BIR closes 3 restaurants in Davao City for P31-M tax liability

BIR closes 3 restaurants for P31-M tax liability

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BIR closes 3 restaurants for P31-M tax liability

Tuesday, October 03, 2017

DAVAO. Bureau of Internal Revenue-Davao Region officials temporarily closed Ahfat Seafood Plaza in Bajada, Davao City on Tuesday afternoon, October 3, due to tax delinquencies reaching P31 million after allegedly under-declaring its sales for the past three years. At right, restaurant workers watch from across the street. (Macky Lim)

THE Bureau of Internal Revenue (BIR)-Davao padlocked three branches of a popular Chinese restaurant on Tuesday afternoon, October 3, for tax delinquency.

Rodrigo Lizada Rivamonte, Revenue District Officer, in a press conference on Tuesday said that they found basis to close the Ahfat Seafood Restaurants 1, 2, and 3 after its owner has incurred P31 million total value added tax (VAT) liability for three years 2015 to 2017.

“We conduct Oplan Kandado if there is 30 percent under-declaration. There are three other ways to close the establishments: first, the lack of registration; second, is the non-issuance of receipts and invoices, and the third one, is misdeclaration. We have been here in the past ten days and we have conducted covert surveillance wherein we have tried to monitor their daily sales and apparently it failed to comply with the 30 percent under-declaration,” he said.

He said that for 2017, there was a 64-percent under declaration, 67 percent under-declaration for 2016, and 64 percent under-declaration for the year 2015.

The 1997 Tax Code of the Philippines provides that under-declaration of sales, receipts or income in an amount exceeding 30 percent of that declared per return, and overstatement of the deductions claimed by an amount exceeding 30 percent is already construed as substantial and is thus a prima facie case of a false or fraudulent return.

“Roughly there is a total of P17.5 million under-declared basic taxes, and P31-million under-declared taxes for the three-year period,” he said.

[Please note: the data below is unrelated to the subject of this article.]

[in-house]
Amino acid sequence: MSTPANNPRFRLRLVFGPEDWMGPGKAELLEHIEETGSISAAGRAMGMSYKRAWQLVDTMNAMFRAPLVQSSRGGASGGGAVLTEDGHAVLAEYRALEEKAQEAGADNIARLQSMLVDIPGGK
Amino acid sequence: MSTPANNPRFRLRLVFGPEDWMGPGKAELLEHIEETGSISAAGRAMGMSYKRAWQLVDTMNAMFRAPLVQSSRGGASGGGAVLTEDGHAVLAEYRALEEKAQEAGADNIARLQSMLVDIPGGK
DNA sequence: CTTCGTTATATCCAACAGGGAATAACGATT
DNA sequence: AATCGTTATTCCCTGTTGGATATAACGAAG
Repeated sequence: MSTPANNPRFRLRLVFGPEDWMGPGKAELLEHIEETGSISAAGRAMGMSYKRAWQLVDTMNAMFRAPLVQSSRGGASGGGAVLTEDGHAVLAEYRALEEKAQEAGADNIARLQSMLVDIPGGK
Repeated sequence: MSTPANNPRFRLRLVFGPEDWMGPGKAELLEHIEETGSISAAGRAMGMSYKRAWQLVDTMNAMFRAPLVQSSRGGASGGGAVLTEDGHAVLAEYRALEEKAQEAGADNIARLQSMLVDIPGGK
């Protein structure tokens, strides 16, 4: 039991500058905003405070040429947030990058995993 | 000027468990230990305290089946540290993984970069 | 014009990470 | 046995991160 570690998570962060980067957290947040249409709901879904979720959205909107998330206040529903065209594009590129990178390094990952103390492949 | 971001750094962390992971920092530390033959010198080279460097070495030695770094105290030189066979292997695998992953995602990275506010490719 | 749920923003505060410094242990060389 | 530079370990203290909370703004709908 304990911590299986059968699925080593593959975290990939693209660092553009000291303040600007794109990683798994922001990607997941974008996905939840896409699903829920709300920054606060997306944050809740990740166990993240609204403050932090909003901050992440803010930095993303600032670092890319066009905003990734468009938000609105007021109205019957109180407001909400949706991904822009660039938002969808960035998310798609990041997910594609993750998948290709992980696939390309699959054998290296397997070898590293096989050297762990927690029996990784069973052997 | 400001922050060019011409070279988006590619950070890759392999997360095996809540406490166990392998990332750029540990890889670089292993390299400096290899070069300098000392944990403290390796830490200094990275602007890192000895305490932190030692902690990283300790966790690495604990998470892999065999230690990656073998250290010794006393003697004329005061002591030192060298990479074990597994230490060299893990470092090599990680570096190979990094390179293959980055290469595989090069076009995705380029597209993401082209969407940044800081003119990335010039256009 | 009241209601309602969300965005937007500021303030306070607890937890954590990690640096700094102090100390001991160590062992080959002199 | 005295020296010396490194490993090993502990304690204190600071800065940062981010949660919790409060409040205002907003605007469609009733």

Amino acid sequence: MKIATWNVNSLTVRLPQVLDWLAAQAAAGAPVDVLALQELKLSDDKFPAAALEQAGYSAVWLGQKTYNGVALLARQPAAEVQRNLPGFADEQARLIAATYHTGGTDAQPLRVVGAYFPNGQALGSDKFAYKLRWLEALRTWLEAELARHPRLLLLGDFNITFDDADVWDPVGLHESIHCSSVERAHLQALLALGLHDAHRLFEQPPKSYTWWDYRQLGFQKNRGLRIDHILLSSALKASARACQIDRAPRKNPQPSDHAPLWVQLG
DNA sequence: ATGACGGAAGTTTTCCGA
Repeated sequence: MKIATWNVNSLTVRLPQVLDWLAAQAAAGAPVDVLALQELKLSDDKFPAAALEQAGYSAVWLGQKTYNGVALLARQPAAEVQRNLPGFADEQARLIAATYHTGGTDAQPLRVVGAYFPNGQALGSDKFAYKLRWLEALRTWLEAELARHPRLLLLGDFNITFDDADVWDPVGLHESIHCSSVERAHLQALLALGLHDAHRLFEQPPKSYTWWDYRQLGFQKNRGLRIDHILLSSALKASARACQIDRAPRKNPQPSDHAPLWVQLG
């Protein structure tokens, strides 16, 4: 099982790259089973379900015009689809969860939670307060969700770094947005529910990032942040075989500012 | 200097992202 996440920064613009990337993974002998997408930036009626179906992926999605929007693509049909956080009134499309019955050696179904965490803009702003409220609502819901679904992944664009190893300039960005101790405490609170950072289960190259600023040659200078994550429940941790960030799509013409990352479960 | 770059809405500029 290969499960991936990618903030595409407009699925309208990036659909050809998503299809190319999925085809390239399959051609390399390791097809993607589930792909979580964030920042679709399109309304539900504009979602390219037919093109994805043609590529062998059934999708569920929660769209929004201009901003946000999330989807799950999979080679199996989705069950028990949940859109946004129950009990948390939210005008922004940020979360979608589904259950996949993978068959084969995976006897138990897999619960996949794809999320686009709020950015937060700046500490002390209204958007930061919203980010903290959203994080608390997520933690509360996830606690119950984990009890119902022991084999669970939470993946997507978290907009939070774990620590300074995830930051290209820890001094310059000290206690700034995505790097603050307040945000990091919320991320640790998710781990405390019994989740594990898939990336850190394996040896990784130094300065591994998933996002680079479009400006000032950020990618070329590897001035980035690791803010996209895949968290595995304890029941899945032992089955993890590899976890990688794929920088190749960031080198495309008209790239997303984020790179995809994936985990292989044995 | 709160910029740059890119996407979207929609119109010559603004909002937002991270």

He said that owners of the establishment failed to declare P63 million in the year 2015, P74 million in 2016, and P17 million in the first quarter of 2017.

He said that P31 million tax deficiency is from around P13 million for the year 2015, P14.2 million for the year 2016 and P 3.2 million for the first quarter of 2017.

Rivamonte said that for the restaurant to be re-opened the owners can pay the total assessed value. Or it can pay 110 percent of basic tax due, or ten percent of the total tax due, whichever is higher.

Rivamonte said that the management owes P17.5 million basic tax due and 110 percent of this is P19.6 million.

But BIR Regional Director Nuzar Balatero said that they will allow the management of the restaurant to pay P2.1 million in basic value added tax deficit for 2017 within five days so they can re-open, temporarily.

Balatero said that there is still an ongoing investigation for the year 2015, and 2016 taxes, and the owner is given a chance to provide the documents needed to defend themselves.

“A letter of authority was given to BIR to investigate for 2015 and 2016, which is why even if we have an extrapolated amount for liability we did not wait for them to pay (31 million) since it is under the letter of authority to determine the correct tax liability. Under the letter of authority the tax payer is given the chance to produce documents to support their expenses," he said.

He said that the BIR gave prior warning to the establishment owners before the closure.

He said that it took three years for them to do the inventory since they only conducted the ten-day surveillance after benchmarking: comparing taxpayers same line of business, according to their declaration of taxes.

“Ubos man kaayo so ang compliance and ang ginareport sa establishment mao nay recommendation to conduct ten-day surveillance (We noted low compliance so it was reported and the ten-day surveillance was recommended),” he said.

He said that the closure is an administrative move from the BIR to collect more taxes, but filing of criminal charges may also become the agency’s option in case the unpaid taxes reach a higher amount.

“Oplan Kandado will serve as a warning, they need to change their declaration so that they will be included in the inventory,” he said.

For Nilo Jesucristo, a worker in the Ahfat 2 for the past 18 years, said the closure of establishment will be a big loss for him and his family.

“Medyo natingala jud kay unsa na man panginabuhi namo, siyempre mawad-an jud mi ug panginabuhi, naa gud koy duha ka anak (I'm confused now. What will happen to our livelihood. We will lose our source of income, especially that I have two children),” he said.

Published in the SunStar Davao newspaper on October 04, 2017.

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